New posters are coming soon! Each year I’m excited to publish a new seminarian poster with the happy faces of our current seminarians. I love to see how guys ‘move up the ranks.’ For example, in 2020 and 2021, Grayson Foley was in the last spot on the poster and now he’s fourth in line (almost on the top row!) as he continues to progress through the program. Will Foggo is now second on the list, and it seemed like yesterday that he was second to last! It’s also fun to see when guys get their ‘collar.’ Deacon Tristan Stovall spent three years on the poster collar-less, but now he’s been wearing his roman collar for years as he makes the final approach to priestly ordination.
One of the biggest changes this year is the way that the ‘classes’ are listed on the poster. In years past, we designated the seminarians according to their academic standing. A seminarian listed as 2nd Philosophy meant that he was in his second year of philosophy studies. But the US Bishops recently approved a new Program for Priestly Formation, and instead of focusing on the academic standing of each seminarian, they are asking us to see their formation through the lens of ‘stages.’
The first stage that is required for seminarians now is the Propaedeutic Stage, or preparatory stage. During this time, the seminarian learns how to be a seminarian, and his class load is less than a typical undergraduate student. Once he clears this stage of formation, he moves onto the Discipleship Stage. During this time, the seminarian is expected to be growing in Christian virtue as a student of Jesus, the High Priest. He needs to show growth in charity, and of course continue to pass his classes as they start to ramp up to a normal undergraduate load. By the end of this stage, this man should be a public man of prayer and virtue, and someone who is showing real potential to be a pastor in the church.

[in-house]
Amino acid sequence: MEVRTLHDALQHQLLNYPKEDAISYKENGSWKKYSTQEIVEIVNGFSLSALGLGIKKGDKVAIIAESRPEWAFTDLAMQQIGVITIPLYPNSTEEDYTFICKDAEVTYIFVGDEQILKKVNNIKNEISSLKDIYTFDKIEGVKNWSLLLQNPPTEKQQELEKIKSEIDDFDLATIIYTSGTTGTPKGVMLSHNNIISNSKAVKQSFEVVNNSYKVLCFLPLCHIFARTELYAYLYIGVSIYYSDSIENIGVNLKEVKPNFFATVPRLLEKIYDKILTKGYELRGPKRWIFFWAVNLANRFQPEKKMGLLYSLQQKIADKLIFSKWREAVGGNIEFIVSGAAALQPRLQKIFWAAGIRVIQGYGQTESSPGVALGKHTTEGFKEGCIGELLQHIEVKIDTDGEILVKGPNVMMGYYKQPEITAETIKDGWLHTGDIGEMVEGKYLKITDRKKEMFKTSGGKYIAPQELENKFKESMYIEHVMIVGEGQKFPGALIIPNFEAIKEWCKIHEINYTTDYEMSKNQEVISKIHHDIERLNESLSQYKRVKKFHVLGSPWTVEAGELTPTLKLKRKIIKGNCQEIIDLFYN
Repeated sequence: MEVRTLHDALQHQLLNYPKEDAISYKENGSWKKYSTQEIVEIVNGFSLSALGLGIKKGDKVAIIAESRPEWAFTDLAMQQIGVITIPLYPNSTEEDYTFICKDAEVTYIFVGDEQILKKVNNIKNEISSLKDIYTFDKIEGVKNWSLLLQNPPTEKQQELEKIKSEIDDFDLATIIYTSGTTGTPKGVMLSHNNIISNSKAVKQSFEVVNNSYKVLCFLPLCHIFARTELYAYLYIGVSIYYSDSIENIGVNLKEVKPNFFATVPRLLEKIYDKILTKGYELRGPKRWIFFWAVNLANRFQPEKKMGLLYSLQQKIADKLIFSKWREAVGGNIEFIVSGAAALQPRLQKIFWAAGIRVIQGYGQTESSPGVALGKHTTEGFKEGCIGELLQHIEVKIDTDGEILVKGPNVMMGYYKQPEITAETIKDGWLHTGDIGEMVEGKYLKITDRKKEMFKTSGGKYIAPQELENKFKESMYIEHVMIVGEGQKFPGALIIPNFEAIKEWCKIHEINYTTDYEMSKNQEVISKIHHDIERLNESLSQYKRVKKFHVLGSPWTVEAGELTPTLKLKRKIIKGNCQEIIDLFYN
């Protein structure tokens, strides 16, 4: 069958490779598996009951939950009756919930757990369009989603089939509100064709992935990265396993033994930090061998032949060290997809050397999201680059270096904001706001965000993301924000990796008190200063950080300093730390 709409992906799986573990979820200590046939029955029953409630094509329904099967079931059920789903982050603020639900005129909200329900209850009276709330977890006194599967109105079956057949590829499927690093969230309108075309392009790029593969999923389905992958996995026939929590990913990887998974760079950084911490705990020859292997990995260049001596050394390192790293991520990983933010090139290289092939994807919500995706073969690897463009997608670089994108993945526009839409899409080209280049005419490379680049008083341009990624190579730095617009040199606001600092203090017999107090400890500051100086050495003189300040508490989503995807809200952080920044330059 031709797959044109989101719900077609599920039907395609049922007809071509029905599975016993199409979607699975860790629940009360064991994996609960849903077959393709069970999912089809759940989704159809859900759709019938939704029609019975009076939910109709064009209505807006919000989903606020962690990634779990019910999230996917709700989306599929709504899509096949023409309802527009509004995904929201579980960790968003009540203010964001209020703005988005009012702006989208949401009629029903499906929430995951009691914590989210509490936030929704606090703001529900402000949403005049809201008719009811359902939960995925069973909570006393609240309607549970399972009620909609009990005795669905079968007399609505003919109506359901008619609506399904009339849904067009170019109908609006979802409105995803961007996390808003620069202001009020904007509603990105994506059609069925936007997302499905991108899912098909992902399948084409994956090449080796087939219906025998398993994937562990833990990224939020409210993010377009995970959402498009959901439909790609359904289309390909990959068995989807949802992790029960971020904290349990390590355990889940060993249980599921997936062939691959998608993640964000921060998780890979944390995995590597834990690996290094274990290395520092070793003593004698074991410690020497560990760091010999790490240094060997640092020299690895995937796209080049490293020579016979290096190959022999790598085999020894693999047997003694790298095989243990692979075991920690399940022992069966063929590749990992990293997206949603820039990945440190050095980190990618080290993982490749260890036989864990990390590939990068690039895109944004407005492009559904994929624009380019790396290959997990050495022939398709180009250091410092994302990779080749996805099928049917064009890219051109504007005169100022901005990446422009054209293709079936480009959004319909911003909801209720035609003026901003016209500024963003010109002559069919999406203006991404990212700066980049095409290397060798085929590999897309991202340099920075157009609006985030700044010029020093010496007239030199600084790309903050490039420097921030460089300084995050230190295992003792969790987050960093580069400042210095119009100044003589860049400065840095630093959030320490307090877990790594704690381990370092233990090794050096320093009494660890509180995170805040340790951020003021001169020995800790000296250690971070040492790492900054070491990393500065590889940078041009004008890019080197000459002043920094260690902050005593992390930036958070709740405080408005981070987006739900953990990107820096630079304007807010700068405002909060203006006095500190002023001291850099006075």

The next step is the Configurative Stage, where the man receives Candidacy (he starts to wear the Roman collar), and he is now a public man of the church. He is being configured through continued study, prayer and practice into a man who is not only a disciple, but a shepherd. Once he has completed this stage, the seminarian is ready for diaconate ordination, or the Pastoral Synthesis Stage. During his time as a deacon, the seminarian uses all that he has learned in seminary formation and applies it to his life in the diocese and in a specific parish. Using the language of the new program Deacon Tristan, for example is in the Pastoral Synthesis Stage of his journey to priesthood, instead of his 4th Year of Theology.
It may seem tedious to change this language, but it is certainly helpful for me as I walk with our seminarians. I need to make sure I’m not just worried about whether they pass their classes, but I need to make sure I’m preparing them to go to the next stage of discernment. So far, I’ve heard good things from our men regarding these changes to their formation, and I believe the church is right to focus on formation, rather than simply completion of academic requirements.